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  2. 2. OUTLINE • Introduction • Epidemiology • Aetiology • Pathophysiology • Clinical presentation • Investigations • Treatment • Prognosis • Conclusion • References
  3. 3. Introduction • Hypertensive encephalopathy is one of the manifestation of hypertensive crisis • Hypertensive crises is classified into o Hypertensive emergency; cerebral infarction, HTN encephalopathy, ALVHF, aortic dissection , MI, eclampsia, AKI o Hypertensive urgency
  4. 4. Introduction….cont’d • Hypertensive encephalopathy was introduced in 1928 by oppenheimer and Fishberg to describe accelerated and malignant phase of HTN • It is a less commonly encountered type of hypertensive emergency • HTNsive encephalopathy refers to the transient migratory neurologic symptoms associated with malignant hypertensive state in hypertensive emergency • Clinical symptoms are reversible with prompt treatment
  5. 5. Epidemiology • About 1billion people have HTN out of which 1- 2% develop HTN emergency • Hypertensive encephalopathy accounts for 15% of HE • Mostly occurs in middle aged individuals who have a hx of longstanding HTN • The frequency of hypertensive encephalopathy in various races corresponds to the frequency of HTN in general population • Commoner in men than women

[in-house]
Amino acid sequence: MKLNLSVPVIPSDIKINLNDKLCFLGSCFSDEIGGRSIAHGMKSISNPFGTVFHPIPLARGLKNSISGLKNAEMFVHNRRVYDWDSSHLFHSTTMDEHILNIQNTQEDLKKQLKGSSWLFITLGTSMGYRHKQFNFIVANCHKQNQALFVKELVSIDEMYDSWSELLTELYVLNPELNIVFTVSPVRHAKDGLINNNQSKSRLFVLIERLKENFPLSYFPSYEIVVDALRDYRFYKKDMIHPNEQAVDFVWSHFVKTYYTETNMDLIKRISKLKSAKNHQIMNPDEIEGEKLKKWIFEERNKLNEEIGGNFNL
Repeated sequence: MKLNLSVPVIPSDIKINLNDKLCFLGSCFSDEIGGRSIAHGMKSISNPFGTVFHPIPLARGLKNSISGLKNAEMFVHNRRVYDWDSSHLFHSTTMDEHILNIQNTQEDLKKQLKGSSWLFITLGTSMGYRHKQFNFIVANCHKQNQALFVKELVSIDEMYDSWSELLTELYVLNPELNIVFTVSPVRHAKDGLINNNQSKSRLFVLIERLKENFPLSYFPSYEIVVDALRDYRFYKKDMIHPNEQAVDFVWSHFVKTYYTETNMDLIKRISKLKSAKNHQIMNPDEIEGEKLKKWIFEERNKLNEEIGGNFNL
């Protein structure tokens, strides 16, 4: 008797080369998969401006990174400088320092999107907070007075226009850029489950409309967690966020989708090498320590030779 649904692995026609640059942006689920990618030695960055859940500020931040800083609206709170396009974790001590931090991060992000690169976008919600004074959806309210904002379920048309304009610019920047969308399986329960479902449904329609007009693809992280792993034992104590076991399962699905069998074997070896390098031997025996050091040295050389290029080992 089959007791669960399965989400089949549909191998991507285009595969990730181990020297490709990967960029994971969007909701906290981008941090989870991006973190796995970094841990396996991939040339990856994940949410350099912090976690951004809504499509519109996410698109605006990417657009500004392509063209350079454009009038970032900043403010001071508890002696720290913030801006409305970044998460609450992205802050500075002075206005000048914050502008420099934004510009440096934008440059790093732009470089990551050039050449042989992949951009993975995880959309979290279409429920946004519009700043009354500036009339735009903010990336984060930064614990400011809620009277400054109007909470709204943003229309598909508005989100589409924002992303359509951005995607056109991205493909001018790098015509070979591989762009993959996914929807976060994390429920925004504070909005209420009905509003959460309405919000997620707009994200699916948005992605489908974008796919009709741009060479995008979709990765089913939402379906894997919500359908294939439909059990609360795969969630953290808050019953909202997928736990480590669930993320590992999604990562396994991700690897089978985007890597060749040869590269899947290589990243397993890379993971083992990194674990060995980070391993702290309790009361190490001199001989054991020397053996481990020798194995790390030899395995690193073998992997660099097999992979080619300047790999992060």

6. 6. Aetiology • Non compliance with medications • Withdrawal from antihypertensive agents (clonidine) • Sympathomimetics (cocaine, amphetamines, phencyclidine) • Pheochromocytoma • Renal parenchymal dxs; AGN, HUS,SLE, tubulointerstitial nephritis • Renovascular dxs • Collagen vascular disease
  7. 7. Pathophysiology
  8. 8. Pathophysiology • The brain sustains blood flow within a narrow perfusion pressure range without being affected by fluctuations in systemic arterial pressure. • For healthy individuals, the pressure ranges are 50-150 mm Hg cerebral perfusion pressure (CPP) or 60 to 160 mm Hg mean arterial pressure (MAP). • The CPP = MAP – intracranial pressure (ICP).
  9. 9. Pathophysiology…..cont’d • With increased MAP, cerebral arteriolar vasoconstriction occurs, with decreased MAP, arteriolar dilation occurs to keep the CPP constant. • This adaptive process maintains brain perfusion at a constant level despite SBP changes. • In chronically hypertensive pts, the cerebral autoregulatory range is gradually shifted to higher pressures as an adaption to chronic ↑ SBP